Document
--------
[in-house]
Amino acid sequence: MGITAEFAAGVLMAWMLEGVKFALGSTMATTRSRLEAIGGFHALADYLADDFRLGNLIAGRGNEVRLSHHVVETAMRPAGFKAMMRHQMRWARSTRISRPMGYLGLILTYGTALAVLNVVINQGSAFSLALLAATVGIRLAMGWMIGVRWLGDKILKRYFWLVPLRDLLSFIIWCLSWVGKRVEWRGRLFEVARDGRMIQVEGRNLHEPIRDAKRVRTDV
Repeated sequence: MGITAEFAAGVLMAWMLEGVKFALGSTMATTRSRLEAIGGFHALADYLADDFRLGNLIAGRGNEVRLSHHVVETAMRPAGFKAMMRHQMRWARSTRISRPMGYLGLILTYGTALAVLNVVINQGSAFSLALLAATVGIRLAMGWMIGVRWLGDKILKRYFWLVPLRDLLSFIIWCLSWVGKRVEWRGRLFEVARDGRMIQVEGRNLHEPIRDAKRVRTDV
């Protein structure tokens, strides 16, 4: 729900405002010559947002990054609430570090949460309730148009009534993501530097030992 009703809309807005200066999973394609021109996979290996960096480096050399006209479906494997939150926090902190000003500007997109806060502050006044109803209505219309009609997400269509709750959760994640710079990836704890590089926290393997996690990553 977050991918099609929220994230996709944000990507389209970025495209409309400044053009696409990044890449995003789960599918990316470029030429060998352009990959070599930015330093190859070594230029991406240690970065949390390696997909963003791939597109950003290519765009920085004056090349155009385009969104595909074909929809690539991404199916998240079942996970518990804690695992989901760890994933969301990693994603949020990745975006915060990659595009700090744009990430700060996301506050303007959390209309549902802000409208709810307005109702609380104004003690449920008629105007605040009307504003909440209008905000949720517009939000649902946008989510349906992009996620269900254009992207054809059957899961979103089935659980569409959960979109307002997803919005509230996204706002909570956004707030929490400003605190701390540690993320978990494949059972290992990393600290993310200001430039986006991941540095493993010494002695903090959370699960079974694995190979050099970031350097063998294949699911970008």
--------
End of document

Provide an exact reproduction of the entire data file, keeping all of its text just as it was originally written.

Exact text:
[in-house]
Amino acid sequence: MGITAEFAAGVLMAWMLEGVKFALGSTMATTRSRLEAIGGFHALADYLADDFRLGNLIAGRGNEVRLSHHVVETAMRPAGFKAMMRHQMRWARSTRISRPMGYLGLILTYGTALAVLNVVINQGSAFSLALLAATVGIRLAMGWMIGVRWLGDKILKRYFWLVPLRDLLSFIIWCLSWVGKRVEWRGRLFEVARDGRMIQVEGRNLHEPIRDAKRVRTDV
Repeated sequence: MGITAEFAAGVLMAWMLEGVKFALGSTMATTRSRLEAIGGFHALADYLADDFRLGNLIAGRGNEVRLSHHVVETAMRPAGFKAMMRHQMRWARSTRISRPMGYLGLILTYGTALAVLNVVINQGSAFSLALLAATVGIRLAMGWMIGVRWLGDKILKRYFWLVPLRDLLSFIIWCLSWVGKRVEWRGRLFEVARDGRMIQVEGRNLHEPIRDAKRVRTDV
């Protein structure tokens, strides 16, 4: 729900405002010559947002990054609430570090949460309730148009009534993501530097030992 009703809309807005200066999973394609021109996979290996960096480096050399006209479906494997939150926090902190000003500007997109806060502050006044109803209505219309009609997400269509709750959760994640710079990836704890590089926290393997996690990553 977050991918099609929220994230996709944000990507389209970025495209409309400044053009696409990044890449995003789960599918990316470029030429060998352009990959070599930015330093190859070594230029991406240690970065949390390696997909963003791939597109950003290519765009920085004056090349155009385009969104595909074909929809690539991404199916998240079942996970518990804690695992989901760890994933969301990693994603949020990745975006915060990659595009700090744009990430700060996301506050303007959390209309549902802000409208709810307005109702609380104004003690449920008629105007605040009307504003909440209008905000949720517009939000649902946008989510349906992009996620269900254009992207054809059957899961979103089935659980569409959960979109307002997803919005509230996204706002909570956004707030929490400003605190701390540690993320978990494949059972290992990393600290993310200001430039986006991941540095493993010494002695903090959370699960079974694995190979050099970031350097063998294949699911970008």